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Saturday, March 3, 2018

The Travel Companies Enabling Us To Work From Anywhere, by Alice Gregory, Outside Magazine

As a millennial with a college degree, no debt or dependents, more or less unlimited professional autonomy, and a passport, I am a case study in what it means to be free to live and work where I choose. But how does someone live when they can work wherever they please? It’s a question I should have been able to answer for myself just by looking in the mirror. Instead, I flew halfway around the world to find out.

I landed in Bali in late October, amid travel warnings about the imminent eruption of 10,000-foot Mount Agung. Though news reports threatened ashy wind, I found what Anaïs Nin once described as “a soft, caressing climate.” About 40 years later, the sandalwood-scented air that Nin inhaled had a top note of diesel. But I wasn’t in Bali to document ecological degradation or to track the process by which a tropical paradise gets gentrified by spiritually dissatisfied tourists. I wasn’t even here to snorkel or bird-watch. I was here to watch teleworkers send e-mail, Skype with their bosses, and scroll through tweets being posted ten time zones away.

The Octopus Is Not A Crafty, Soulful Genius. It’s Dinner, by Daniel Engber, Slate

I think there’s another reason why we overrate the octopus, and one that gets a little closer to the center of its mass appeal. We love that octopuses are so weird and slippery—that they always seem to find a way to elude our grasp. Godfrey-Smith has said this trait can help explain why it’s been so hard for scientists to comprehend the fullness of octopus cognition. “They’re so hard to experiment on,” he told the Guardian last year. “You get a small amount of animals in the lab and some of them refuse to do anything you want them to do—they’re just too unruly.”

We’ve convinced ourselves that octopuses might be so street smart that we’ll never know how intelligent they really are.

How To Write A Memoir While Grieving, by Nicole Chung, Longreads

I am writing a book my father will never see. Not in its entirety, not out in the world. He got through about half of my first draft, my mother said, or maybe a little bit more, sometimes using a magnifying glass to read the manuscript I’d sent in 12-point double-spaced Times. When I heard this, I berated myself — I should have thought of that; I should have sent a larger-print version. “Honey, it wouldn’t have mattered,” Mom said. “He had to use the magnifying glass for all his reading, even the bigger type.”

Why didn’t I know that? Because I was far away, across the country. Because he didn’t read books on the too-rare occasions when we were together; he was focused on spending time with me. Because, while I asked about his health all the time, I never asked, specifically, how does he read these days? One more thing I hadn’t known about my father. One more thing to reproach myself for.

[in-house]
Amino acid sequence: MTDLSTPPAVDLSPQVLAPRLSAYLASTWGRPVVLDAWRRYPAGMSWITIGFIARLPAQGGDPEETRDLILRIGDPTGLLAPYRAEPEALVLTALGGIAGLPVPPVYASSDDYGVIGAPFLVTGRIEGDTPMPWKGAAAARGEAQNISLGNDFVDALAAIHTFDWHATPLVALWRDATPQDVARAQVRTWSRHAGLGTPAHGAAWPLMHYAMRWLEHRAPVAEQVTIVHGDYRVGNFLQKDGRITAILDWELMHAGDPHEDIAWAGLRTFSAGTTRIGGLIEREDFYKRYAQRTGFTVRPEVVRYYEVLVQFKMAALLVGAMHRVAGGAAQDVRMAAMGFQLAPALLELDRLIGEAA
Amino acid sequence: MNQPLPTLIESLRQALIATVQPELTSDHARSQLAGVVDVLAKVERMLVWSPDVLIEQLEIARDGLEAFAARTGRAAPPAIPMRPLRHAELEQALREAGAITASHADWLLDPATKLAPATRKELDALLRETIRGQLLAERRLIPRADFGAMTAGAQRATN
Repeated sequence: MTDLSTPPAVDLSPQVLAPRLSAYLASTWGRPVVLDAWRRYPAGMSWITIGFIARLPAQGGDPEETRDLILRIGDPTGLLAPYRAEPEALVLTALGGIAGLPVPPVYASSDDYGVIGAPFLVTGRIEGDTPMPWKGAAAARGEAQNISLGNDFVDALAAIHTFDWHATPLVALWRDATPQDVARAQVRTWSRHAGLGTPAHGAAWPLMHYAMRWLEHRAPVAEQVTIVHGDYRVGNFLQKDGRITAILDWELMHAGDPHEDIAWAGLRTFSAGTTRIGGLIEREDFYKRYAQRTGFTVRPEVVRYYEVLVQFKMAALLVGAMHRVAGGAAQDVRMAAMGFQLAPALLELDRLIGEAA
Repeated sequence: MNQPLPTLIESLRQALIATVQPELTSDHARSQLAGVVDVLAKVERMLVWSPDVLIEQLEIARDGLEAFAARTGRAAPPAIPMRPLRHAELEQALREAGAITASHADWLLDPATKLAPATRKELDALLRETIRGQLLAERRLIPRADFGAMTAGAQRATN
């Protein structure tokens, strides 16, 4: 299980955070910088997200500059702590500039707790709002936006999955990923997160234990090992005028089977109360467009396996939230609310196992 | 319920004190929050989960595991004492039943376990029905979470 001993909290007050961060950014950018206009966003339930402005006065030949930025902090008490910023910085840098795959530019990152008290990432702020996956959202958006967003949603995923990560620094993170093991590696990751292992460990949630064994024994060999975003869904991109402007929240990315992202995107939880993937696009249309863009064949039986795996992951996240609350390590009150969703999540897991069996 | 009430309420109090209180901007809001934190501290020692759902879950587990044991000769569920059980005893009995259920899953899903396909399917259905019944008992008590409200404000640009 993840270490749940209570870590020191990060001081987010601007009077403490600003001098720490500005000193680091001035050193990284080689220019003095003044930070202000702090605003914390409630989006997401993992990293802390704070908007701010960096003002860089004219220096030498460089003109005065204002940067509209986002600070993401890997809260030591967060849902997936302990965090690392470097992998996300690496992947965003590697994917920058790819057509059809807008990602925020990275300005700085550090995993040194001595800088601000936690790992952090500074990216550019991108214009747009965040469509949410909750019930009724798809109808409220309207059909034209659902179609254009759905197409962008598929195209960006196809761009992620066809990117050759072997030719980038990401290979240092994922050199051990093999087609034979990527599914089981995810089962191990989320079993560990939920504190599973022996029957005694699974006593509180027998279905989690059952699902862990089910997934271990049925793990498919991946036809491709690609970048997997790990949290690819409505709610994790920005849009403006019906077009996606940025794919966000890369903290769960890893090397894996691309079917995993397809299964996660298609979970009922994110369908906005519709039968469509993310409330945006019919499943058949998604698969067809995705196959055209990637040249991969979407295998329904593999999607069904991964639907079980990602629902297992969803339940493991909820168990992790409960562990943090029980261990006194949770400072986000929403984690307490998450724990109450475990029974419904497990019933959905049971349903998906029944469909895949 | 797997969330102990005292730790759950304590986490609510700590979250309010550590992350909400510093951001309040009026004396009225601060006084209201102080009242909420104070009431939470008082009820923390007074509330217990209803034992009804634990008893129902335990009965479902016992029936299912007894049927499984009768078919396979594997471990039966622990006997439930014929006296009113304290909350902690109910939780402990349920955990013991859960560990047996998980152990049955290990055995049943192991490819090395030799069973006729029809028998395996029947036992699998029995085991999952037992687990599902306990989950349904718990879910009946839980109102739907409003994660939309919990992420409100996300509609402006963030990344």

He did read part of my book. I think about that every day. He and my mom were reading it aloud, together, chapter by chapter, working their way through it in the evenings after she got home from work. When my dad died suddenly, six days into the new year, they were still several chapters from the end.

A Japanese Photographer Traces How Cities Are Built And Destroyed, by Dan Piepenbring, New Yorker

Concentrating on the rudiments of city life, Hatakeyama is able to glimpse a fact so obvious that it’s rarely mentioned: “There has never been a time in our history when the space about us was so fraught with artificial objects.” We walk around every day in complex, unnatural environments that we built by wresting raw material from the ground. A city, Hatakeyama reminds us, is just a product of human intervention, no more permanent than the lime hills it came from. Seeing that construction in its totality, in Hatakeyama’s photographs, forces us to experience, as he puts it, a simultaneous “fear and admiration for the world of things.”

Review: “The Woman In The Water”: An Elegant Mystery Novel Set In Victorian England, by Patrick Anderson, Washington Post

Hippos, brass frogs, Russian trips, unattainable love, the doomed Thames Ophelia — fans of the Lenox novels will enjoy these glimpses of Charles’s early life. And those new to his work will find here a persuasive portrait of Victorian England.

Australian Censors Cut Lady Bird’s C-Bomb, But Aussies Love The Word Anyway, by Rachel Withers, Slate

While the word is not essential to Greta Gerwig’s film, it is somewhat essential to its scene, and to showcasing Lady Bird’s transition to try-hard bad girl—not to mention Saoirse Ronan’s humorous delivery skills. The word doesn’t offend, or cause “anger, disgust, resentment, or outrage” in Australia. So why exactly has ’Straya’s favorite word been cut? For that we Aussies can blame the silly cunts at the Australian Classification Board.